Lt. Gov. Jennifer Carroll rarely makes news as Gov. Rick Scott's second in command, but accusations of sexual misconduct made by a former employee now facing criminal charges have put Carroll in the spotlight and have her defenders saying she's the victim of a "smear campaign."
Carletha Cole, a former spokeswoman for Carroll, was arrested last year after she recorded conversations with Carroll's chief of staff and gave them to a reporter from the Florida Times-Union. Cole is facing felony charges for unauthorized recording.
But her attorney, Stephen Webster, gave the case a sensational twist last week with a 14-page court filing alleging — among other things — that Carroll, 49, had an inappropriate relationship with an aide, Beatriz Ramos.
"When she entered the office, she found the Lieutenant Governor and her Travel Aide, Beatriz Ramos, in what can only be described as a compromising position," the filing said. It came in reponse to the state's effort to keep some information in the case — including a lie detector test administered to Cole about what she saw between Carroll and Ramos — confidential.
The allegations lit up Twitter and political blogs when the story broke, and also made national sites like Huffington Post and Fox News. The accusation came as a surprise to capital insiders, though the News Service of Florida reported that Cole was said to have appeared "truthful" during the polygraph test.
The claims were an unwelcome distraction for the Scott administration and particularly Carroll, who has been quietly raising her profile over the past few months, chairing the governor's Task Force on Public Safety that was formed in response to the Trayvon Martin slaying in Central Florida.
The governor's office did not respond to a question seeking comment on the matter. Carroll told The Associated Press that the accusations were "totally false and absurd."
The Florida Federation of Republican Women sent out an email blast on Thursday praising Carroll, a Caribbean immigrant and U.S. Navy veteran, as a "shining model for all women and a true example of the American dream" and labeling Cole, a grandmother and a church minister, as "a glory-seeking woman" and "an unapologetic [ Barack] Obama supporter."
"Nothing goes viral like such vulgar accusations, so what should be a joke has become a smutty smear campaign that the media and bloggers are unlikely to let pass in this election year," wrote Cindy Graves, chairwoman of the group.
Graves contended that Carroll is an easy target because she is a woman in power.
The splashiest of Cole's accusations was the sexual relationship, but the filing sought to portray Carroll's office as totally dysfunctional.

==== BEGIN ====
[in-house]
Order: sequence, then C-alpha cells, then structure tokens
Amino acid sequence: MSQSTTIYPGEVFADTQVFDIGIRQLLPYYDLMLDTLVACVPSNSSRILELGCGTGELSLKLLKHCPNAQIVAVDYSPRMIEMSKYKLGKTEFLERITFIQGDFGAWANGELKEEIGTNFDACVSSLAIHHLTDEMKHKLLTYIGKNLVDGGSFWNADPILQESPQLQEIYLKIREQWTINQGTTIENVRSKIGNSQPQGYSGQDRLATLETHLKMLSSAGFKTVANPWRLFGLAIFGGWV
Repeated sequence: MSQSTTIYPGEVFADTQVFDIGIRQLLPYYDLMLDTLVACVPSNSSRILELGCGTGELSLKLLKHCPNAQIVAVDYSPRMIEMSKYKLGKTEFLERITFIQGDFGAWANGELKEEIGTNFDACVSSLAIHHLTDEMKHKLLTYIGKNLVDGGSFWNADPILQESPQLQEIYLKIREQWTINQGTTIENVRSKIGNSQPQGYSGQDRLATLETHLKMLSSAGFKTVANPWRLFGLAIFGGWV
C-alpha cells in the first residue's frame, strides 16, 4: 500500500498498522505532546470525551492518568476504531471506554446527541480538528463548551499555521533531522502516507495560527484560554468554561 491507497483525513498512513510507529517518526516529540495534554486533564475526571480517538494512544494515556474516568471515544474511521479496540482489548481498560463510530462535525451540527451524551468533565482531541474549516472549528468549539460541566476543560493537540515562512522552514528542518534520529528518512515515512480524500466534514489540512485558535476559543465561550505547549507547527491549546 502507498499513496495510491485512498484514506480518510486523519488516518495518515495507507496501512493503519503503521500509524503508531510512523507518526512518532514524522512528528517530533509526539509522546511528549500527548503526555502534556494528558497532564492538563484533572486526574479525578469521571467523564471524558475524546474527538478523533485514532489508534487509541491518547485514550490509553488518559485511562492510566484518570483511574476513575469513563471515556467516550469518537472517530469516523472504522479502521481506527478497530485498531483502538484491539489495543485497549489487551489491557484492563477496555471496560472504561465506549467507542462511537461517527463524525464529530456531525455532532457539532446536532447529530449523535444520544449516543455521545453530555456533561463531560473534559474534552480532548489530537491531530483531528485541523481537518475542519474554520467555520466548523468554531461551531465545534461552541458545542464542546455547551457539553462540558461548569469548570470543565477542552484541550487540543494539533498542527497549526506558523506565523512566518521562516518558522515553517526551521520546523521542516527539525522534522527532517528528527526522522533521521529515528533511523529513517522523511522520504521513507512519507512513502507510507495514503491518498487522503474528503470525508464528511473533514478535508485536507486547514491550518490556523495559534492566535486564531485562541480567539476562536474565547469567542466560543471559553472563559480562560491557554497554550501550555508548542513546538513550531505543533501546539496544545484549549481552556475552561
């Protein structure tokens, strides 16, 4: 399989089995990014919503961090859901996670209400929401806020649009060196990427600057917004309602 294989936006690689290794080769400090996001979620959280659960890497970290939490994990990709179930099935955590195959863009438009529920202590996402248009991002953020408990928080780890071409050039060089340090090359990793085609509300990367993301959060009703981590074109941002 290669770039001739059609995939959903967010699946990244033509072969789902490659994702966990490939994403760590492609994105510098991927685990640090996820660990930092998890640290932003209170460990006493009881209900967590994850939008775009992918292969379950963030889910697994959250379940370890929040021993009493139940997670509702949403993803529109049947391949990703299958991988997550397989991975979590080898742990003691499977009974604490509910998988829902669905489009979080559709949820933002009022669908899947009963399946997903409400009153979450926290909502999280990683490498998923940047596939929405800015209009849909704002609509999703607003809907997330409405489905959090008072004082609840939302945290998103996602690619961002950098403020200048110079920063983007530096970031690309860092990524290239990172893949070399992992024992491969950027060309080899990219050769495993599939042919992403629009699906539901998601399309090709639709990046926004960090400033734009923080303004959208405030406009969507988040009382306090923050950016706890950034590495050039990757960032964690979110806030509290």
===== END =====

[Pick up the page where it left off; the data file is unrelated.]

The motion alleges that Ramos "jealously hoarded the Lieutenant Governor's attention in a manner which can only be described as bizarre" and that she was ordered to book adjoining rooms for the two women on their travels. Cole said that policy was changed without explanation after Carroll's husband went along on one of the trips.
The filing also alleges that Carroll tried to kill an arson investigation that targeted Ramos — who threw an apparently still-smoldering cigar into Cole's wastebasket — and that Carroll's chief of staff, John Konkus, covertly recorded conversations in the office with a "smart pen."
Carroll served in the Florida House before becoming lieutenant governor, and was not a surprise pick when Scott announced her as his running mate in 2010. She'd been on Gov. Charlie Crist 's short list as well during his 2006 run, and Crist also interviewed her as a possible choice to go to the U.S. Senate when Sen. Mel Martinez, R-Orlando, decided to retire early.
On paper, she was the perfect running mate: She is an immigrant, having moved to the United States from Trinidad and Tobago when she was 8. She enlisted in the Navy as a jet mechanic — and retired 20 years later, in 1999, with the rank of lieutenant commander. She's married with three children.Her son Nolan plays football for the Miami Dolphins. And she's well liked by religious leaders throughout the state.
"Christianity is in a fight and it is one of the greatest trials we have seen in modern times," Carroll said in a speech last September, when she also said that Christians were under attack by the media.
But she's faced challenges in her tenure as lieutenant governor, a position that has no constitutional authority other than to replace Florida's governor if he or she is incapacitated.
During Scott's first year as governor, she struggled to be seen and have a platform. She spent most of her time working on military and space issues, but did not have a high profile. She increased her visibility a bit in the past year though, and during the last days of the 2012 legislative session, met privately with senators to lobby them
on passing a bill to change personal injury protection insurance.
She also was dogged by questions about her involvement in a North Florida congressional race. In March, Clay County Clerk of Courts James Jett accused U.S. Rep. Cliff Stearns of plotting to buy him out of the congressional race. Jett said Stearns promised him a $25,000 campaign job and hinted there could be additional work at the Florida Department of Law Enforcement. Jett said that Carroll confirmed the job offer to his political consultant.
Stearns' campaign immediately denied Jett's accusations when they arose. Scott's office and Carroll declined comment at the time.
Scott's office also did not return a request for comment on Carroll's job performance so far or her role in the Scott administration.